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The Heart Of Climate Change: New ESA Image Shows 'Island Love' Under Threat

Consider this picture a love letter — from Planet Earth. Just in time for Valentine's Day, this cute new "island love" space image shows the heart-shaped island of Moorea in French Polynesia. But the picture also stands as a stark symbol of climate change, the European Space Agency says.

"Moorea is part of a chain of islands formed by hot-spot volcanism. This means that volcanoes are created by 'fixed' hot areas in Earth's mantle," ESA officials said in a statement accompanying the image, which was taken by the satellite Copernicus Sentinel-2. ESA further explained that plate tectonics — the movement of the Earth's surface over time — forces the plate away from the hotspot. This process gradually carries hotspot volcanoes to a new location while, at the hotspot, new volcanoes form.

"These kinds of islands are constantly changing, eroding and sinking back into the ocean over millions of years," ESA added. "However, changes are taking place at a much faster rate because of the marks human activity leaves on the natural landscape and because of climate change."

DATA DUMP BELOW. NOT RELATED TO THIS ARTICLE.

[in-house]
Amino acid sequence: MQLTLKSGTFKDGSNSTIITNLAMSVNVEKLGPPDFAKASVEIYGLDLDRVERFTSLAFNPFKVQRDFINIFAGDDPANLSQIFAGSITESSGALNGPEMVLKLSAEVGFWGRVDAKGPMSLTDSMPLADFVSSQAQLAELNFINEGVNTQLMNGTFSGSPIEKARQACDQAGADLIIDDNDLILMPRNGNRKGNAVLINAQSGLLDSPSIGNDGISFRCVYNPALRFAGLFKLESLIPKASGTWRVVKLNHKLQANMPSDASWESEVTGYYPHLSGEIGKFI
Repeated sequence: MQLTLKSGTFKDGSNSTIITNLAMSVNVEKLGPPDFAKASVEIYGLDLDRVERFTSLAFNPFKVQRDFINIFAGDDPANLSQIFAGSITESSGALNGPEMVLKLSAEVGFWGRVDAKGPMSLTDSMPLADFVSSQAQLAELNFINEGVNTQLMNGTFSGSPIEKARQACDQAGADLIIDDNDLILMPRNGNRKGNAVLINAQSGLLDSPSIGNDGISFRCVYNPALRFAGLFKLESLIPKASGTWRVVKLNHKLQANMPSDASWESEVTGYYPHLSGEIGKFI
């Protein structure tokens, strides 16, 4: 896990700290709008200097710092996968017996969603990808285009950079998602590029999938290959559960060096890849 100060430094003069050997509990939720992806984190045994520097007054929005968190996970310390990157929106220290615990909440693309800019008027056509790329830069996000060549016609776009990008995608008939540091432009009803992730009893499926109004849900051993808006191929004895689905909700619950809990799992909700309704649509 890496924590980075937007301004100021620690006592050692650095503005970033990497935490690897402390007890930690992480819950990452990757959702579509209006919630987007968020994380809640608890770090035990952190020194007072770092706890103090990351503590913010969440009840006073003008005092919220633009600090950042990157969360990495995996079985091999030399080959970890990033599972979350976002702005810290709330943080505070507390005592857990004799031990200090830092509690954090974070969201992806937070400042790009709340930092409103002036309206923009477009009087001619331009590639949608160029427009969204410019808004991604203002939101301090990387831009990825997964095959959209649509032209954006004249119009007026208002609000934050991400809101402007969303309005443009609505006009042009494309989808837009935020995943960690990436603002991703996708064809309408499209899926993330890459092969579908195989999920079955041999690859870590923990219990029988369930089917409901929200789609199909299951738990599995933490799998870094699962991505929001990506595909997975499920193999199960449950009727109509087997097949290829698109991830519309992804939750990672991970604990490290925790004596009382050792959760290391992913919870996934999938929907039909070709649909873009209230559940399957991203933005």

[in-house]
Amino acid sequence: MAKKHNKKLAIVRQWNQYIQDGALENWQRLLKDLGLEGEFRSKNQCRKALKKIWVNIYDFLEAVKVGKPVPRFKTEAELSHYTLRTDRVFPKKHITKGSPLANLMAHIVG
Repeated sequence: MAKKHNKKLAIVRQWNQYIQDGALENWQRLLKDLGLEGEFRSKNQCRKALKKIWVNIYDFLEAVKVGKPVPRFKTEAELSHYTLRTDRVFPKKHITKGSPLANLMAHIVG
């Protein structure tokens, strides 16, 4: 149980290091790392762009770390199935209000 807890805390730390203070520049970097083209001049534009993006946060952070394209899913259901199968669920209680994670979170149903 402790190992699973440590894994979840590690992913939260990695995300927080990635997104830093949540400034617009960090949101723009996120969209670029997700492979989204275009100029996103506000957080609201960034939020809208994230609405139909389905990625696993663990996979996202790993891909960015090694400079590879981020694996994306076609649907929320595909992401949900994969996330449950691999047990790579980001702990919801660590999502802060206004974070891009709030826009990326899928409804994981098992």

Heart-shaped Moorea in French Polynesia is a symbol of climate change. (Image credit: ESA)

While you may think the image was dyed red just for Valentine's Day, ESA explained that the image processing turns vegetation red — revealing that Moorea is home to a lush ecosystem. Humans have inhabited this island for 1,200 years and continue to alter its vegetation.

Another delicate part of Moorea lies just around the island. The coral reef in that area appears pristine for now, ESA said, but like all coral reefs it faces dangers from ocean plastics, fishing and pesticide runoff from agriculture. In general, coral reefs around the world are dying in large part due to rising temperatures, which are linked with ocean acidification and hurt or kill corals themselves. 

ESA officials said that through images like these, satellites like Sentinel-2 remind scientists and the public how fragile Earth is. The satellite is also part of a network of sentinels that send information back to Earth about climate change and how local ecosystems are responding to that change — helping us learn how to better love the Earth. 

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Elizabeth Howell
Elizabeth Howell is a contributing writer for who is one of the few Canadian journalists to report regularly on space exploration. She is pursuing a Ph.D. part-time in aerospace sciences (University of North Dakota) after completing an M.Sc. (space studies) at the same institution. She also holds a bachelor of journalism degree from Carleton University. Besides writing, Elizabeth teaches communications at the university and community college level. To see her latest projects, follow Elizabeth on Twitter at @HowellSpace.